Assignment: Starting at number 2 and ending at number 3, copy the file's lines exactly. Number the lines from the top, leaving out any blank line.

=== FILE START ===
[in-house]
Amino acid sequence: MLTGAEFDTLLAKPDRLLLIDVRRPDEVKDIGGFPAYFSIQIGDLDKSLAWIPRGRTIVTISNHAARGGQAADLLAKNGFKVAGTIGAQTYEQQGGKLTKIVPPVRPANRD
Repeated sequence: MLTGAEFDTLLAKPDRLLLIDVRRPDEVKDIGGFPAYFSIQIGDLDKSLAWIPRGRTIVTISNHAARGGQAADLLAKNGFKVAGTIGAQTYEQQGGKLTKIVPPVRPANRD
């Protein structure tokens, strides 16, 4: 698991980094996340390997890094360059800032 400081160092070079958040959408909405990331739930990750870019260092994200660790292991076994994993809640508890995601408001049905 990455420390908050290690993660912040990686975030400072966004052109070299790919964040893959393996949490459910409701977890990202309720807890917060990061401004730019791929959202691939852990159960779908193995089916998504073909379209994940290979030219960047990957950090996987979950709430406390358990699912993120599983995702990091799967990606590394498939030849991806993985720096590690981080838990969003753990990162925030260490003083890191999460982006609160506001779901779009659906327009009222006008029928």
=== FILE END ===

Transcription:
Amino acid sequence: MLTGAEFDTLLAKPDRLLLIDVRRPDEVKDIGGFPAYFSIQIGDLDKSLAWIPRGRTIVTISNHAARGGQAADLLAKNGFKVAGTIGAQTYEQQGGKLTKIVPPVRPANRD
Repeated sequence: MLTGAEFDTLLAKPDRLLLIDVRRPDEVKDIGGFPAYFSIQIGDLDKSLAWIPRGRTIVTISNHAARGGQAADLLAKNGFKVAGTIGAQTYEQQGGKLTKIVPPVRPANRD